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December 15, 2003

Comments

Kathy

One thing you might infer from the conflicting advice is that different things work for different people, so you are right to try your own method. You might also research the plant's native climate for insight into its needs. But if amaryllis are forced into bloom like the narcissus are, then blooming at Christmas is not natural for them and they won't do it without special techniques that I am not privy to.It is my understanding that amaryllis either have to be a special kind or get special treatment to bloom around Christmas . . . except for the first year, mine always bloom in late March, just around crocus time. (For bloom around Christmas, I find Christmas cactus to be much more reliable. Also paperwhite narcissus--but the fragrance gives some people a headache.)

IMHO,I don't think it matters what temperature the air is, but the soil must be warm to get them out of dormancy. I use the same heat mat that I use for starting seeds. Once they are up out of the pot, they like it warm. When they bloom, you put them in a cooler room to slow down their metabolism and prolong the show. (I know, you want to put them in a warmer room then. The blooms just won't last as long.) After they are done blooming, the more light they get on their leaves, the better, because the more light, the more food produced to increase the size of the bulb and its ability to make flowers. For this reason, I put them outside after all danger of frost, breaking them in slowly to the stronger light and wind, etc. I have kept them in the pot and planted them in the ground. What makes the most difference is the richness of the soil and frequency of watering, so if you want to keep them in a pot, I would pot them on to the next size pot at this point, using good quality potting mix. In a nutshell, they like it bright, warm, moist, and rich. To make the most flowers, they need lots of roots and lots of leaves.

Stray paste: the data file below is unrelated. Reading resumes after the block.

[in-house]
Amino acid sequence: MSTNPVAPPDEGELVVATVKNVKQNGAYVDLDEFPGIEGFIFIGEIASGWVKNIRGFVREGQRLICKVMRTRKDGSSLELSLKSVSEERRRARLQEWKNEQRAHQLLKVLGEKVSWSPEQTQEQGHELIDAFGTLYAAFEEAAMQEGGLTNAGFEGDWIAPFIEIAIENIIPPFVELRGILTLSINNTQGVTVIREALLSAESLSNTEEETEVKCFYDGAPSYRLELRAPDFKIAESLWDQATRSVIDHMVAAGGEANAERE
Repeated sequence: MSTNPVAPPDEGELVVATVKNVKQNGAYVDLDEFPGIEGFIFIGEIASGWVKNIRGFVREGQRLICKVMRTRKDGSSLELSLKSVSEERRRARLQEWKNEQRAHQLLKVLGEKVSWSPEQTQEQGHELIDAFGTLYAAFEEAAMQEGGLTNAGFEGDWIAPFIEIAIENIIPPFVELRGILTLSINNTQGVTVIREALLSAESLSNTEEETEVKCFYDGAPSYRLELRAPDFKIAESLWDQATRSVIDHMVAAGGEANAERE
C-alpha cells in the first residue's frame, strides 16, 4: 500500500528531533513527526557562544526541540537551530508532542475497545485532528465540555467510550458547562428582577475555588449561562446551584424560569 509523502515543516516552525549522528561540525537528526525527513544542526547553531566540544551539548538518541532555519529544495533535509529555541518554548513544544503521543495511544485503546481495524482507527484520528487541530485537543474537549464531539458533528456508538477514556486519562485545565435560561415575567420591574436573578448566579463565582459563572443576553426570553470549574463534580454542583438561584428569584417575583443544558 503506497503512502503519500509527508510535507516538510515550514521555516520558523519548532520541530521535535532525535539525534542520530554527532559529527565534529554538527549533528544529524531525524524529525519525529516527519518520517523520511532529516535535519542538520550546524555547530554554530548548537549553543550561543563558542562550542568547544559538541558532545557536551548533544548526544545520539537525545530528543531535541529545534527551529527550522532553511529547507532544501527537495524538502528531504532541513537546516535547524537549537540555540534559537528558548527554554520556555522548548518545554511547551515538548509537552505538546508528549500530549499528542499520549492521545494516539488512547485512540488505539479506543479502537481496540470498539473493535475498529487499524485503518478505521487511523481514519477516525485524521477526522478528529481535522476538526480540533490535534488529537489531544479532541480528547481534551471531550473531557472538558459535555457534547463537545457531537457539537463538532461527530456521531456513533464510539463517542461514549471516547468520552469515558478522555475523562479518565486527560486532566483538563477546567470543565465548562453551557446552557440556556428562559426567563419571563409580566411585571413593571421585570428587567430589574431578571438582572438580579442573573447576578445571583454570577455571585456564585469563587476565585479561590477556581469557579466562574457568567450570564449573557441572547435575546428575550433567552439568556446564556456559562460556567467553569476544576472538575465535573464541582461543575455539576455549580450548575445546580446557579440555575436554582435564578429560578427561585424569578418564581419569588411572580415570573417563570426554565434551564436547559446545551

In the fall, I let the frost knock them down, then dig them up (or bring them in). I read somewhere that if they get frosted they do something better (bloom? go into dormancy? get out of dormancy?) but now I forget what. Perhaps because I dwell in a cool, drafty, under-insulated house, or perhaps because it is the nature of the plant, or perhaps my technique is faulty, but I never get my amaryllis to bloom before March. So pick over my technique for whatever will help, and discard whatever doesn't seem to apply.

Bookish Gardener

Many thanks, Kathy. I find that the best advice is exactly of the kind that you offer--"here's what worked for me". Although I always take advice with a grain of "your results may vary", what you say makes a ton of sense. We'll give it a go! I'll let you know how it turns out.

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